YANGON (Reuters) - Myanmar’s army-controlled home ministry is investigating a cover-up by the country’s border force of the deaths in custody of two Rohingya Muslims in troubled Rakhine State, according to a police report reviewed by Reuters and interviews with two senior security officials.
The internal document is the first official admission of serious wrongdoing by security forces in their crackdown against insurgents in northwestern Myanmar that has sent more than 70,000 people fleeing across the border to Bangladesh.
When contacted by Reuters, the Home Affairs Ministry denied an investigation was under way, but the commander of the Border Guard Police (BGP) in the area where the incident took place and a senior home ministry security official confirmed the authenticity of the document and said it was not the only such case that was being looked into.
The home ministry oversees the national police force, which includes the BGP. The ministry is headed by an army general.
Myanmar is under growing international pressure to take action against those who are alleged to have committed atrocities in Rakhine. The United Nations has documented mass killings and rapes it says may amount to crimes against humanity.
About 1.1 million Rohingya Muslims live in apartheid-like conditions in northwestern Myanmar, where they are denied citizenship. Many in Buddhist-majority Myanmar regard them as illegal immigrants from Bangladesh.
The civilian government led by Nobel laureate Aung San Suu Kyi has repeatedly denied almost all allegations against the country’s still-powerful armed forces during what it has said was a lawful counterinsurgency campaign that began in October.
“NOT TELLING THE TRUTH”
The undated document reviewed by Reuters, titled “A cover-up of two deaths by Border Guard Police”, was compiled by a BGP unit in northern Rakhine and focuses on two men who were arrested on Oct. 18 and questioned on suspicion of aiding insurgents.
The men died in custody, the document says, without specifying a cause of death. Instead of reporting the deaths, it says BGP officers in the village of Nga Khu Ya, in Maungdaw township, recorded that they had been transferred, with eight others, to another police detention center.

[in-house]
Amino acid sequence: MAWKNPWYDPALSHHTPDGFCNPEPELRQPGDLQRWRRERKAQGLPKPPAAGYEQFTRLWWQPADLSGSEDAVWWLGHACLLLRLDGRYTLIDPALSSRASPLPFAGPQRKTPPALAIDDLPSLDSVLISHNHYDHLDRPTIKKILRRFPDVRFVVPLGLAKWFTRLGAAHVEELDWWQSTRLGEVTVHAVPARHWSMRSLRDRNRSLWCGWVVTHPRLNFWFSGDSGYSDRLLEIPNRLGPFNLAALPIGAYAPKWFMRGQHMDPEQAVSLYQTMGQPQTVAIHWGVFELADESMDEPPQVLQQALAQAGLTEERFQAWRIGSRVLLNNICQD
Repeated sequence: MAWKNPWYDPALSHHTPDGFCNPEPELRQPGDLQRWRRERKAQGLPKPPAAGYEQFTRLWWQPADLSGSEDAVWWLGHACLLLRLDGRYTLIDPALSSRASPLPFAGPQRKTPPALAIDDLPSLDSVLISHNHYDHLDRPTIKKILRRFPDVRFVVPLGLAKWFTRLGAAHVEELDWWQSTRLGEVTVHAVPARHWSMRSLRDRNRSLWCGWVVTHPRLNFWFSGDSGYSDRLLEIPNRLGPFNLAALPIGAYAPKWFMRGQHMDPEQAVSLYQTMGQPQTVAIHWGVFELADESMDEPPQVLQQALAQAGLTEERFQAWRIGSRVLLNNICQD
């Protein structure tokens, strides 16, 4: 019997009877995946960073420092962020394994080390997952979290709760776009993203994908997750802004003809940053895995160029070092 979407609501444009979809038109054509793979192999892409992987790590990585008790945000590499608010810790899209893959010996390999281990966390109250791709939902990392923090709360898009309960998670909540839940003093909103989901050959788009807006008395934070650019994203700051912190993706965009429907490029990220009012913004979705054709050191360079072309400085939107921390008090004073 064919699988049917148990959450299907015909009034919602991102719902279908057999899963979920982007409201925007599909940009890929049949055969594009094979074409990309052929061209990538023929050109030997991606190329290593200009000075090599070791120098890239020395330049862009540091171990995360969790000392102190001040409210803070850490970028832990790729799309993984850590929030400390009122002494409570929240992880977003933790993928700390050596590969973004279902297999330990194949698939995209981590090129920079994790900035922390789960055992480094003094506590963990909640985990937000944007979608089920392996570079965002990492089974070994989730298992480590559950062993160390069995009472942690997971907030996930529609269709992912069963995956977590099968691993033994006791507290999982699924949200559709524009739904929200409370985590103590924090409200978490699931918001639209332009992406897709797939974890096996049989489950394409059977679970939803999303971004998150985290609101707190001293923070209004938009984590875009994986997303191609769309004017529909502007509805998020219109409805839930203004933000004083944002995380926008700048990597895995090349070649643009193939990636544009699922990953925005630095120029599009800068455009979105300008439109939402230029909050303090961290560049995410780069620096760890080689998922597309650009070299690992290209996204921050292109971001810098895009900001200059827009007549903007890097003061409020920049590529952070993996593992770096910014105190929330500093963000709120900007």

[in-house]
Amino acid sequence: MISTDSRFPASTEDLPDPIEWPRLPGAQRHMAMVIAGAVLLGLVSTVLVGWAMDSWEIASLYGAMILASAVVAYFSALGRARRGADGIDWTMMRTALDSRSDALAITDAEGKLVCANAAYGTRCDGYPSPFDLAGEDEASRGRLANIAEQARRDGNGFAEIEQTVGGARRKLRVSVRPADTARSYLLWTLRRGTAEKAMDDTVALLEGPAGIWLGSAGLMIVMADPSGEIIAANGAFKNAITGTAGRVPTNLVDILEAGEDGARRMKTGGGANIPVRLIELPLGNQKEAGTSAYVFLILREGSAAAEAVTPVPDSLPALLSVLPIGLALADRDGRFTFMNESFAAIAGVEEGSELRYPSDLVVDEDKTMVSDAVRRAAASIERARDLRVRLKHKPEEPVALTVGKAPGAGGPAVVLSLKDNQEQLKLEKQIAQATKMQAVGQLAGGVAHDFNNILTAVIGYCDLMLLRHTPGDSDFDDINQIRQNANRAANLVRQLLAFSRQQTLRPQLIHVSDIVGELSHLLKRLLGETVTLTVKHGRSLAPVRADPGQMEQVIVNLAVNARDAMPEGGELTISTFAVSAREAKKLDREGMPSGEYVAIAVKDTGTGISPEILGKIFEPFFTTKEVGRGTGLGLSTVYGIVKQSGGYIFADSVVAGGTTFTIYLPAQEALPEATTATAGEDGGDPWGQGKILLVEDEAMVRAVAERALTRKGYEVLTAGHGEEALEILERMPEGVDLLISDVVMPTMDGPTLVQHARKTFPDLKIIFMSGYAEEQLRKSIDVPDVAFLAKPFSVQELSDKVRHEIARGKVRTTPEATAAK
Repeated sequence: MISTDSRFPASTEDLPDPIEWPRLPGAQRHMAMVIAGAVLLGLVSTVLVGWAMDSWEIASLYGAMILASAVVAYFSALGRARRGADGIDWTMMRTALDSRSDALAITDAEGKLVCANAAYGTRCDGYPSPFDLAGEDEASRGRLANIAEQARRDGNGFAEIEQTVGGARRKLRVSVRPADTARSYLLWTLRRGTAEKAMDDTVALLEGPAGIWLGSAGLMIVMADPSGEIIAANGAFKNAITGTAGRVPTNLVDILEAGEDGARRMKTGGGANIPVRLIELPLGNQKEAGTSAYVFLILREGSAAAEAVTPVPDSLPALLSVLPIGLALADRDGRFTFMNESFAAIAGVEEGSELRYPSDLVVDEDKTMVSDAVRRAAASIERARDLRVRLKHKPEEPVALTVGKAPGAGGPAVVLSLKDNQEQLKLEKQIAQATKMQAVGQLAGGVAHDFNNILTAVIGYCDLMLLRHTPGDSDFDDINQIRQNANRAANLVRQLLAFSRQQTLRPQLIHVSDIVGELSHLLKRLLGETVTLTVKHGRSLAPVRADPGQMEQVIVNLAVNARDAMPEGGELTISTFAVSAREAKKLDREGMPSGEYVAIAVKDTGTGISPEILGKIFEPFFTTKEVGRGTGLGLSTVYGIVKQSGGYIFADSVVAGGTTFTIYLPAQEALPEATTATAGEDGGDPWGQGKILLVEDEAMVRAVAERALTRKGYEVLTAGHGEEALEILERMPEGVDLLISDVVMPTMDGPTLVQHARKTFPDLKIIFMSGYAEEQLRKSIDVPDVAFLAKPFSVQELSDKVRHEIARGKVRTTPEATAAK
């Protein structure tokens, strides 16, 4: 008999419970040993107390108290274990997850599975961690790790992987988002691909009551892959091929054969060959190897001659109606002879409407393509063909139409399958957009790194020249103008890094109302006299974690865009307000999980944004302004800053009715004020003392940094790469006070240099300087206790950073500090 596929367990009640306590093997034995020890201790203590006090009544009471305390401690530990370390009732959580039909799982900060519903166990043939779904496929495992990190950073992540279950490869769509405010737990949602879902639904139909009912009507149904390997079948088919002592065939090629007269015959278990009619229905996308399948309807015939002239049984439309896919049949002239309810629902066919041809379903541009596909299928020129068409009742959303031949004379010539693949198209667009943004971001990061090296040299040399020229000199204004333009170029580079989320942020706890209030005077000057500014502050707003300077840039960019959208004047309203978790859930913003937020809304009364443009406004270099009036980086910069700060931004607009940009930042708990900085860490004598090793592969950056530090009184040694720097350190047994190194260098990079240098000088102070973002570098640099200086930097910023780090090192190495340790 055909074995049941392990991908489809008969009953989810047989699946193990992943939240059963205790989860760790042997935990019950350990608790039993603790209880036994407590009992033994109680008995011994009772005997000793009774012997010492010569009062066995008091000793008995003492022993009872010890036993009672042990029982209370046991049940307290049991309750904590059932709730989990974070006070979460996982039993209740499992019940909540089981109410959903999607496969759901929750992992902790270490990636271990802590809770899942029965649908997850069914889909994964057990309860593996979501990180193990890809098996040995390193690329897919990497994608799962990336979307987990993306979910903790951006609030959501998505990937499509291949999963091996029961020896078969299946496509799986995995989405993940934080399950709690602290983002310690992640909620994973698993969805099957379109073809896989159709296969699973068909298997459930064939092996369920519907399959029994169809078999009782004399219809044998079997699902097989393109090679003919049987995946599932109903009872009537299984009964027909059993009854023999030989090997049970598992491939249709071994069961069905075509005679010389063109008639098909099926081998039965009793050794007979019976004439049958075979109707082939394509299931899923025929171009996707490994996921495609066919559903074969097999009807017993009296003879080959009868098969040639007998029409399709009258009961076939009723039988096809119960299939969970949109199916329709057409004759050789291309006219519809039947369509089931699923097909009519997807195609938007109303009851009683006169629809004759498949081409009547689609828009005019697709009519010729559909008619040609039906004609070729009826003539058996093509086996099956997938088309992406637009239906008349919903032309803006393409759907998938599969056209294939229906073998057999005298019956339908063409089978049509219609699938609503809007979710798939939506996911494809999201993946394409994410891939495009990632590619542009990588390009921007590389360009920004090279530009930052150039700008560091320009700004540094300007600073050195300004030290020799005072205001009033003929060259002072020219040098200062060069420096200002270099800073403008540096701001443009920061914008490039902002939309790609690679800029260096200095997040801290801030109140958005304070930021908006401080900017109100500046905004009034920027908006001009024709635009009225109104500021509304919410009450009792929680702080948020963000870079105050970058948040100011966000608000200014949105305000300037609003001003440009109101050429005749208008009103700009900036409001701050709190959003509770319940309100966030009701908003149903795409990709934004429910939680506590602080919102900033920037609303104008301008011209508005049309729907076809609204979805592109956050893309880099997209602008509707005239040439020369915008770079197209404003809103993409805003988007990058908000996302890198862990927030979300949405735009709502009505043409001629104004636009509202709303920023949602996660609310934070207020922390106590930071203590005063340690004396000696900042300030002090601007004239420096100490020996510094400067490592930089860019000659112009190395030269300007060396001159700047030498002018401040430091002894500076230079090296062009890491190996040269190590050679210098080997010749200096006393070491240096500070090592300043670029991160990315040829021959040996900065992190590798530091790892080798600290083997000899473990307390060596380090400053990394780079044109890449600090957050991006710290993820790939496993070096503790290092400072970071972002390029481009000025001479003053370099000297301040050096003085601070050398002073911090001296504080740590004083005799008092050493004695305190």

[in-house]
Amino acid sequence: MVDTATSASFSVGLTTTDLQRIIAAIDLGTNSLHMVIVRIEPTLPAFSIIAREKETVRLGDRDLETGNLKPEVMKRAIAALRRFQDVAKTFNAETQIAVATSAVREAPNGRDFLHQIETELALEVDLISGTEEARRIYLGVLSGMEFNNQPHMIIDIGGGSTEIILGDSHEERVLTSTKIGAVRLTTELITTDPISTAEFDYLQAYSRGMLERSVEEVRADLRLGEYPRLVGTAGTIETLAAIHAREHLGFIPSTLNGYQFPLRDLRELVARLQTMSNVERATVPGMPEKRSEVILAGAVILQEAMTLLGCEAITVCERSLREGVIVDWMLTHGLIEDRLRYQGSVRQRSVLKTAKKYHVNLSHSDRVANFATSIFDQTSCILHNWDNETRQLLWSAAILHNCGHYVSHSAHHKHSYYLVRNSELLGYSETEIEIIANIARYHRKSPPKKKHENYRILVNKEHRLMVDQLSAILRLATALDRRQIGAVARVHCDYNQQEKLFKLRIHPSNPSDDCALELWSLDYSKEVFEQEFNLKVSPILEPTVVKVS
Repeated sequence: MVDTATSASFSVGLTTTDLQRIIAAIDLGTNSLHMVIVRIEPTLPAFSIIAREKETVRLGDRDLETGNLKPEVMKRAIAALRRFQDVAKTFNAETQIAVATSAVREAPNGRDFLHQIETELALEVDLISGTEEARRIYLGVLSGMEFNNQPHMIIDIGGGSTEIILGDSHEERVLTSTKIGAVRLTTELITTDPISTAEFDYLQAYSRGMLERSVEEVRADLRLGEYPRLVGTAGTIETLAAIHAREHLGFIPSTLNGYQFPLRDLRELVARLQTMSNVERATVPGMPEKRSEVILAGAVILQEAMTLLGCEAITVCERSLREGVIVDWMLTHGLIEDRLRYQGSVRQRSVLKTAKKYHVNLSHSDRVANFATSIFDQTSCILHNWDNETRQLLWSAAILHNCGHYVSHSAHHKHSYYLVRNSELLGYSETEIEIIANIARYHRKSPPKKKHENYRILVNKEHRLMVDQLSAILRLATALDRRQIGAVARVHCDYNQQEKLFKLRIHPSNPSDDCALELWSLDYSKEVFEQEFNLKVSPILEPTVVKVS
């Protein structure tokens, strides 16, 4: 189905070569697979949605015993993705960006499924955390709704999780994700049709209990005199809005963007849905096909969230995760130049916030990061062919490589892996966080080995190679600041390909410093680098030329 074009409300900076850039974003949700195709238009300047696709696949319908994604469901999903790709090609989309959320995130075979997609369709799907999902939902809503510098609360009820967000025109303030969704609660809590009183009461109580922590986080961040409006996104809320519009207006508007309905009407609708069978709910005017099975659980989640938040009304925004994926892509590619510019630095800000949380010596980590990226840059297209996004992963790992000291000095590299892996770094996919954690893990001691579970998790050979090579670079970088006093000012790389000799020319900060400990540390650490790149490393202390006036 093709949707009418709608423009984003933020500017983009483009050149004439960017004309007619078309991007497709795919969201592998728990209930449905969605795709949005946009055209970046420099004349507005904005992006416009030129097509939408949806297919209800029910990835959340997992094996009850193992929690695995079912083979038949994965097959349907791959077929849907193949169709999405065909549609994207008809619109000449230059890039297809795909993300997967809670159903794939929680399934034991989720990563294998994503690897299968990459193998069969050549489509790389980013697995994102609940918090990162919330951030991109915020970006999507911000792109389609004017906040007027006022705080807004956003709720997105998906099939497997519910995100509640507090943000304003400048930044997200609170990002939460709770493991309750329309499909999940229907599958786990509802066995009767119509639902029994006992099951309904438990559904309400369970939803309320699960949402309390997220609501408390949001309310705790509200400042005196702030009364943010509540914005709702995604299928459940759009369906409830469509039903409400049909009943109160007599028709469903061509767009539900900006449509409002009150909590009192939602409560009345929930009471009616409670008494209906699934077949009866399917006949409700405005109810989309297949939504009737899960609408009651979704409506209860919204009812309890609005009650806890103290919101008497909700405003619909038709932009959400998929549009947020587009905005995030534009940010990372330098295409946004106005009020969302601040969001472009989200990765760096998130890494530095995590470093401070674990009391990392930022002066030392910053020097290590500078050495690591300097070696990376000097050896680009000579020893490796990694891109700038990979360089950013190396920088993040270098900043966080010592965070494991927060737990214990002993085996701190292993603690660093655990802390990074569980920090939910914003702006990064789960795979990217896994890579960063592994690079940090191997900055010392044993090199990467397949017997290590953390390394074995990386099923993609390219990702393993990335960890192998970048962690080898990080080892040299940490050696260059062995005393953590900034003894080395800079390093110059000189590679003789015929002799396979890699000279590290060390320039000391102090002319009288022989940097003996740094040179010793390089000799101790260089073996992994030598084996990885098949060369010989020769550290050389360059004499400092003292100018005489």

Thura San Lwin, BGP chief in Maungdaw township, near the border with Bangladesh, said the document outlining the findings of the investigation had been submitted to police headquarters in the capital, Naypyitaw.
“We are taking actions to punish those who lied in their reports. We won’t forgive them. We are also taking actions to punish those who did not follow the rule of law,” he said.
He said two other incidents of BGP officers on the ground “not telling the truth” in reports on the security crackdown were also being investigated by the home ministry.
He declined to provide further details about the nature of those other two incidents, or about the probe into the Nga Khu Ya case.
Contradicting the local commander, Home Ministry spokesman Police Colonel Myo Thu Soe denied that any BGP officers had lied to conceal the deaths of the two detainees. He said the pair, who were father and son, died from asthma on the way to a hospital on Oct. 18.
Presidential spokesman Zaw Htay said the government “has instructed the police to look into unreliable reports” during their operation in Rakhine. He declined to elaborate.
Phil Robertson, deputy director of Human Rights Watch’s Asia division, said cover-ups of abuses by security forces were common in Myanmar.
“There are many other cases of abuse that still need to be exposed,” he said, adding that abuses committed by the army were “serious and widespread, and probably dwarf what the BGP committed”.
The army has been in direct control of northern Rakhine since early October and drove the sweeping operation there.
The military press bureau did not respond to several requests for comment.
Northwestern Myanmar has been cut off to aid workers and other independent observers since October.
The military campaign there began after nine BGP officers were killed in attacks on security posts near the Bangladesh border on Oct. 9. It has renewed international criticism that Myanmar leader Suu Kyi has done too little to help the Rohingya Muslim minority.
In a report published earlier this month based on accounts from Rohingyas who had escaped or been released, the UN Office of the High Commissioner for Human Rights described “inhumane conditions and ill-treatment” including rape, torture and deprivation of food and water in various detention centers across northern Rakhine.
Myanmar’s presidential office, military and police forces have each set up teams to investigate alleged crimes in Rakhine after Suu Kyi promised to probe UN allegations of atrocities.
That has set the scene for a behind-the-scenes tussle over who will be held accountable, according to the senior home ministry official and another source with close ties to senior figures in the military.
The person with close military ties said the army and police were “trying to blame each other” for alleged atrocities.
“The military did not expect such a strong response from the international community,” said the source, who is familiar with the thinking of some top generals. “It is now under pressure to investigate.”
Reporting By Shwe Yee Saw Myint and Yimou Lee; Editing by Alex Richardson
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